Bombs and especially Bomb trucks are taking over the lowrider scene! Because of the popularity with these classic trucks, we decided to take on building a ’53 Chevy as our preferred choice. We started from the ground up with a TCI Engineering frame, and LSX Chevrolet Performance drivetrain. As we continued along with the latest build steps on our Lowrider Bomb Truck project, we finally got the chance to jump into the cab itself and begin the metal fabrication repairs. When we first found this ’53 Chevy Truck cab out on a farm, we chose it because of its fair body condition and minimal amount of rust. Though we had hoped to find a five-window cab we found out as we began our journey that they are becoming a lot harder to find, so we settled on this nice condition three-window instead.
Our quest to have a five-window Bomb Truck didn’t end there either because a while back and long before we started our truck build project we took a tour of the Brothers Truck Parts facility. We knew that they were America’s number one source for ’47-87 Chevrolet and GMC truck parts, both classic and custom. But upon our visit we saw that the sky on a classic Chevy or classic GMC truck was the limit. They have thousands of the highest quality truck parts you can find. Whether you’re restoring an original or seeking custom classic truck parts, they’re the source. So since finding out that nothing is impossible from our store visit, we knew that Brothers had a three- to five-window conversion and that the transformation would be a snap. They also reproduce the inner and outer rear window panels to convert any Chevy pickup from a ’47 to ’54.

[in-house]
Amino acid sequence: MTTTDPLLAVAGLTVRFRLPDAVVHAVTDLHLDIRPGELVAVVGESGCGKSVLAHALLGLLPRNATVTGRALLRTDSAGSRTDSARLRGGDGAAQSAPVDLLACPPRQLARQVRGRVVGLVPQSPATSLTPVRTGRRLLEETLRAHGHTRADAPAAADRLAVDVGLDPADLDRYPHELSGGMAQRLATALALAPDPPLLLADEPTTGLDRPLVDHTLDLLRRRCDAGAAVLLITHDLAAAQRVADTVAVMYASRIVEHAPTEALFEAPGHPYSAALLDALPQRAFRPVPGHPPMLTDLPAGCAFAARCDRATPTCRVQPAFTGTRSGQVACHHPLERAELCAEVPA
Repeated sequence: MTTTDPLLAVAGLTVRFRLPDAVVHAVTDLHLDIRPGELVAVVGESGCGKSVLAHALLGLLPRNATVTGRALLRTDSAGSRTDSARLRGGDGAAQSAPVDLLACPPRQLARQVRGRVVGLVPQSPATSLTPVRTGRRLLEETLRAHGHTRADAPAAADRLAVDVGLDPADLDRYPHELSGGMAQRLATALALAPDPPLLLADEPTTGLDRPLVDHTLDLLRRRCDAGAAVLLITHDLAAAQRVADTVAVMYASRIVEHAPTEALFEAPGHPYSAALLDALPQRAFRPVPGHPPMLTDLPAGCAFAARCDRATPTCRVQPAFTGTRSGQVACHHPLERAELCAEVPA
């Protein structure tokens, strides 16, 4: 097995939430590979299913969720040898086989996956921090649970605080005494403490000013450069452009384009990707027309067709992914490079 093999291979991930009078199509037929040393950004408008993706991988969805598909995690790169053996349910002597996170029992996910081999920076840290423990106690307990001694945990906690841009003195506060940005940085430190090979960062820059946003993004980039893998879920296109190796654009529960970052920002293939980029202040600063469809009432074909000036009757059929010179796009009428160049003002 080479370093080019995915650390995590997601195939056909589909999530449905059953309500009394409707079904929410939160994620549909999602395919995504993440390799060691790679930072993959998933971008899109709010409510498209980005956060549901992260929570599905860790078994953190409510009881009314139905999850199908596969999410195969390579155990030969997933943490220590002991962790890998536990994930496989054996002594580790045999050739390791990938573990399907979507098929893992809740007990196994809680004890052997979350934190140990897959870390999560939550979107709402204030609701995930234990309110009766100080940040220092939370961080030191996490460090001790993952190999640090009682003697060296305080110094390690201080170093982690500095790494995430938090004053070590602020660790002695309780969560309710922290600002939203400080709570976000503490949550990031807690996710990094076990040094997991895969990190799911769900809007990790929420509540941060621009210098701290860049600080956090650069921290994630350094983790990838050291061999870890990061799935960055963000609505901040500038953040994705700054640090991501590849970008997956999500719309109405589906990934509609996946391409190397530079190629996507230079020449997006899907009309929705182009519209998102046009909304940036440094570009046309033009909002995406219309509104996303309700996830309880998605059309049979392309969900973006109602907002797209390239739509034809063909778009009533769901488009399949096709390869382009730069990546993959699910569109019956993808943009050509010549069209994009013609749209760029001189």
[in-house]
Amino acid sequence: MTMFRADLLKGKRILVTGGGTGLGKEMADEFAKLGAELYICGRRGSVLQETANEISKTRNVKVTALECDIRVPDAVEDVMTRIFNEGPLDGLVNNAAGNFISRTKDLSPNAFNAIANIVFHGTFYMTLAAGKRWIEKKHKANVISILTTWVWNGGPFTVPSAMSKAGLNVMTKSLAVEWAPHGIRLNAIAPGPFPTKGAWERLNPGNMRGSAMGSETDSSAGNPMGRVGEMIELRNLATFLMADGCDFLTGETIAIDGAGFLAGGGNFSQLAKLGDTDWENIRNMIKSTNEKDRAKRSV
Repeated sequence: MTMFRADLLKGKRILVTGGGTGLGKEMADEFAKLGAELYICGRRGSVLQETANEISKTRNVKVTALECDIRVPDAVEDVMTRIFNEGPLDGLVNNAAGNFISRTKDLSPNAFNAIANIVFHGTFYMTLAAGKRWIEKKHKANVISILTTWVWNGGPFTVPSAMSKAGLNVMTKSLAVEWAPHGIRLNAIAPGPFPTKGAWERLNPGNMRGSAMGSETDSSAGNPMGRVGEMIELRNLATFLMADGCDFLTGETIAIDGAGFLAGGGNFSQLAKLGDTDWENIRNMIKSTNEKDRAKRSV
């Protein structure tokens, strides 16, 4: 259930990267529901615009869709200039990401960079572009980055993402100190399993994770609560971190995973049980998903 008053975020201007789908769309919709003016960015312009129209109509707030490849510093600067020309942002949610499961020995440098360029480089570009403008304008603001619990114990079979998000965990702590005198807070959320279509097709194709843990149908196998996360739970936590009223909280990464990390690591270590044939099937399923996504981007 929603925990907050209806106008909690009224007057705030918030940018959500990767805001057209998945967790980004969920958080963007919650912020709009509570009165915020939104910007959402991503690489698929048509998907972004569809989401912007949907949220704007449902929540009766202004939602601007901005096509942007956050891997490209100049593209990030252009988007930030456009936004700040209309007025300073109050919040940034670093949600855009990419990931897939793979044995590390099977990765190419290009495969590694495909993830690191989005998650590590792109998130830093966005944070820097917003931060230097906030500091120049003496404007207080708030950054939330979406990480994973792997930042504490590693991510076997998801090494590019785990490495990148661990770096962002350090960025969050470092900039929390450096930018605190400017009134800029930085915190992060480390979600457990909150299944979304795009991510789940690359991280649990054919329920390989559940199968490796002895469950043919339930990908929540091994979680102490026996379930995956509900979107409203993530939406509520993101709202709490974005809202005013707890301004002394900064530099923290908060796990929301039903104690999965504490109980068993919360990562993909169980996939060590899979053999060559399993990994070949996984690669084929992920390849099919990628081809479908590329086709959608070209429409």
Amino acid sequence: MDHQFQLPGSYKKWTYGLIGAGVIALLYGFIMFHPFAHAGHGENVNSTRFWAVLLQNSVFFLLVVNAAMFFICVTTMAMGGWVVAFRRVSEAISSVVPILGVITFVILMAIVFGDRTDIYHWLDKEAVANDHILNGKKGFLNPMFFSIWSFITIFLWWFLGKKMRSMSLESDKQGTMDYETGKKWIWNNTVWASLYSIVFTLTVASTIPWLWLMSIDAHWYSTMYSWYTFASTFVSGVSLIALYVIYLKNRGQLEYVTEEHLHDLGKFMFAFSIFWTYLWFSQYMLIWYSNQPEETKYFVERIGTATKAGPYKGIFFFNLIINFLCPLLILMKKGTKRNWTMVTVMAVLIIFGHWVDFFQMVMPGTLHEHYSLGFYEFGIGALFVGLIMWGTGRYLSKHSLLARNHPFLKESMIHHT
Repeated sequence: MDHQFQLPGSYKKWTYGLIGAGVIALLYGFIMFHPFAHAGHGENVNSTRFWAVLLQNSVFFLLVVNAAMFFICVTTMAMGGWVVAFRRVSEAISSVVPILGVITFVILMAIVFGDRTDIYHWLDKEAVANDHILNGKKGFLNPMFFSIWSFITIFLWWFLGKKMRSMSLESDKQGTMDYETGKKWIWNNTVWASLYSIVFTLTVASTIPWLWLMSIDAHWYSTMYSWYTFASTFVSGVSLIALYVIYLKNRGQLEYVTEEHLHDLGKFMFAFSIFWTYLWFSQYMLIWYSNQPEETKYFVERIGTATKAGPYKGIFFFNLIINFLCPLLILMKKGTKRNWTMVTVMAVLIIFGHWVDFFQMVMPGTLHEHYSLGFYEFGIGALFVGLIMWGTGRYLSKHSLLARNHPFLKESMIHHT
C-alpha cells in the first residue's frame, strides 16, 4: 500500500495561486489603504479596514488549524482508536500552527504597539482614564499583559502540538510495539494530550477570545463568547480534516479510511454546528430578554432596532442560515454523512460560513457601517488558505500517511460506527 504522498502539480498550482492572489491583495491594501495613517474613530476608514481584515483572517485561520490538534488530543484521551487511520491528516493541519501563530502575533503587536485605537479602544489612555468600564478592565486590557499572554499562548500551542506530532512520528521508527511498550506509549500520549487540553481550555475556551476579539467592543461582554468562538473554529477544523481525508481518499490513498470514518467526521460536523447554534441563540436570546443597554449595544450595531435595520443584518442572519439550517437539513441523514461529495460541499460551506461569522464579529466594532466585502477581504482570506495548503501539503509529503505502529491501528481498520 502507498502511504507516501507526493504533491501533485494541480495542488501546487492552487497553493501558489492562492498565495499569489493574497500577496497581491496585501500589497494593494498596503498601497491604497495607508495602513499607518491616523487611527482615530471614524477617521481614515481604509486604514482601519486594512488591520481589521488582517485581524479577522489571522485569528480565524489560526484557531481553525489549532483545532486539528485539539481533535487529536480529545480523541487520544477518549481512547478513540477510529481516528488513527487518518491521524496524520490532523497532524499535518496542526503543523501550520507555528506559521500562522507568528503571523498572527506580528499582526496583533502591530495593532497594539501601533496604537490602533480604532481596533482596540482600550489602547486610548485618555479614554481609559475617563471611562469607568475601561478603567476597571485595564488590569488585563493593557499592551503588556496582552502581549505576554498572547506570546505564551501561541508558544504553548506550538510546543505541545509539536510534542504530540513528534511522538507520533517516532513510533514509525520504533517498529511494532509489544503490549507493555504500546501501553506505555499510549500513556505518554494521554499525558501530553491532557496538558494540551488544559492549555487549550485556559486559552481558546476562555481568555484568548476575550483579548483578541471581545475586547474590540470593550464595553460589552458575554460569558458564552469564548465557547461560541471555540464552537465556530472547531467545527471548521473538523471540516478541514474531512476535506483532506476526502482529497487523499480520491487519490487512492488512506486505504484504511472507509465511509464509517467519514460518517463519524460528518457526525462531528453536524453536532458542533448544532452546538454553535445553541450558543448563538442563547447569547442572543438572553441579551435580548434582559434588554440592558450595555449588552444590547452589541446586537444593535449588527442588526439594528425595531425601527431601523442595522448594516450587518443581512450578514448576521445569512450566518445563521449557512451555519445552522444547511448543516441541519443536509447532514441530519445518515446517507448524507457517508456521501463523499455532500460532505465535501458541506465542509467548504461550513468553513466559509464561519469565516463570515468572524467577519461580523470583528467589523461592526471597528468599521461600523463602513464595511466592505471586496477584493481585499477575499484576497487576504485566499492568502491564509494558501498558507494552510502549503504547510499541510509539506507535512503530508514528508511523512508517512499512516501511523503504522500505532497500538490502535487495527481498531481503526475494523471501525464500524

After getting our ’53 truck cab media blasted we discovered the top of the roof was beyond repair too, so we decided to replace it as well during the conversion process. Once again Brothers Truck Parts came to the rescue with a whole new roof panel skin to replace it.